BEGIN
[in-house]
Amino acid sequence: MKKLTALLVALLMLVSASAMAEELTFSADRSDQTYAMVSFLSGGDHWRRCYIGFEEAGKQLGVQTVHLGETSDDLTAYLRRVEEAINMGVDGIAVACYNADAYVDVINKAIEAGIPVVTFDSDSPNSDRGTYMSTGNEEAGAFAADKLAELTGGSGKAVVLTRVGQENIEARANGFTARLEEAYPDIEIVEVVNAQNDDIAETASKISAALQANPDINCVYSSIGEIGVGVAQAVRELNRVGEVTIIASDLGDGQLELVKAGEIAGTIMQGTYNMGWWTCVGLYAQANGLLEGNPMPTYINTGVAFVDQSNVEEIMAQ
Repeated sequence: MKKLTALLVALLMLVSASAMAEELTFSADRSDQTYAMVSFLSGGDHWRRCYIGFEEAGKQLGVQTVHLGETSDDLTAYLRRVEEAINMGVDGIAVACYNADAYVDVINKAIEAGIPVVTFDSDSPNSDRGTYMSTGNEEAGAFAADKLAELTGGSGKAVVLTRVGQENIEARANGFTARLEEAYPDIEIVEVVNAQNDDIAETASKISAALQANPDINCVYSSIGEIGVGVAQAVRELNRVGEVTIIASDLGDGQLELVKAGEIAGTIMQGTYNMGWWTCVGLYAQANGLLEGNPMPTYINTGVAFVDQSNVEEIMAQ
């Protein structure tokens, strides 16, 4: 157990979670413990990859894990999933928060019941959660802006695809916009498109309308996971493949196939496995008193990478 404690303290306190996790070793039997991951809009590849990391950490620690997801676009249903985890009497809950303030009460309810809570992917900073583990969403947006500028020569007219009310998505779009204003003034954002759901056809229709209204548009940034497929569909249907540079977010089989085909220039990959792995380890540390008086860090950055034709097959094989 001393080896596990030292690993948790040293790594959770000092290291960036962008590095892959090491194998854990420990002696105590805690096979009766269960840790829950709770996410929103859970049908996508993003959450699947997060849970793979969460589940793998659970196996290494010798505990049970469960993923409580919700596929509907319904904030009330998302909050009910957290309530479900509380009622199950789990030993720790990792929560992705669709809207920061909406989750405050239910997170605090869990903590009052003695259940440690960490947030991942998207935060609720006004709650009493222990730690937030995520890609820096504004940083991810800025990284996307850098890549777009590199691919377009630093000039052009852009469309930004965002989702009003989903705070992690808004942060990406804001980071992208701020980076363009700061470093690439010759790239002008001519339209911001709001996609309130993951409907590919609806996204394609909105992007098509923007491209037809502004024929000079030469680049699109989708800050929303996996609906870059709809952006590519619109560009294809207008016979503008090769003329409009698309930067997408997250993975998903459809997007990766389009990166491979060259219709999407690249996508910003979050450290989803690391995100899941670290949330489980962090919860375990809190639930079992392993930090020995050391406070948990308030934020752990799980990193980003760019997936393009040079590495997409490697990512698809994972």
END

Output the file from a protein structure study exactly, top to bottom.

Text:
[in-house]
Amino acid sequence: MKKLTALLVALLMLVSASAMAEELTFSADRSDQTYAMVSFLSGGDHWRRCYIGFEEAGKQLGVQTVHLGETSDDLTAYLRRVEEAINMGVDGIAVACYNADAYVDVINKAIEAGIPVVTFDSDSPNSDRGTYMSTGNEEAGAFAADKLAELTGGSGKAVVLTRVGQENIEARANGFTARLEEAYPDIEIVEVVNAQNDDIAETASKISAALQANPDINCVYSSIGEIGVGVAQAVRELNRVGEVTIIASDLGDGQLELVKAGEIAGTIMQGTYNMGWWTCVGLYAQANGLLEGNPMPTYINTGVAFVDQSNVEEIMAQ
Repeated sequence: MKKLTALLVALLMLVSASAMAEELTFSADRSDQTYAMVSFLSGGDHWRRCYIGFEEAGKQLGVQTVHLGETSDDLTAYLRRVEEAINMGVDGIAVACYNADAYVDVINKAIEAGIPVVTFDSDSPNSDRGTYMSTGNEEAGAFAADKLAELTGGSGKAVVLTRVGQENIEARANGFTARLEEAYPDIEIVEVVNAQNDDIAETASKISAALQANPDINCVYSSIGEIGVGVAQAVRELNRVGEVTIIASDLGDGQLELVKAGEIAGTIMQGTYNMGWWTCVGLYAQANGLLEGNPMPTYINTGVAFVDQSNVEEIMAQ
């Protein structure tokens, strides 16, 4: 157990979670413990990859894990999933928060019941959660802006695809916009498109309308996971493949196939496995008193990478 404690303290306190996790070793039997991951809009590849990391950490620690997801676009249903985890009497809950303030009460309810809570992917900073583990969403947006500028020569007219009310998505779009204003003034954002759901056809229709209204548009940034497929569909249907540079977010089989085909220039990959792995380890540390008086860090950055034709097959094989 001393080896596990030292690993948790040293790594959770000092290291960036962008590095892959090491194998854990420990002696105590805690096979009766269960840790829950709770996410929103859970049908996508993003959450699947997060849970793979969460589940793998659970196996290494010798505990049970469960993923409580919700596929509907319904904030009330998302909050009910957290309530479900509380009622199950789990030993720790990792929560992705669709809207920061909406989750405050239910997170605090869990903590009052003695259940440690960490947030991942998207935060609720006004709650009493222990730690937030995520890609820096504004940083991810800025990284996307850098890549777009590199691919377009630093000039052009852009469309930004965002989702009003989903705070992690808004942060990406804001980071992208701020980076363009700061470093690439010759790239002008001519339209911001709001996609309130993951409907590919609806996204394609909105992007098509923007491209037809502004024929000079030469680049699109989708800050929303996996609906870059709809952006590519619109560009294809207008016979503008090769003329409009698309930067997408997250993975998903459809997007990766389009990166491979060259219709999407690249996508910003979050450290989803690391995100899941670290949330489980962090919860375990809190639930079992392993930090020995050391406070948990308030934020752990799980990193980003760019997936393009040079590495997409490697990512698809994972």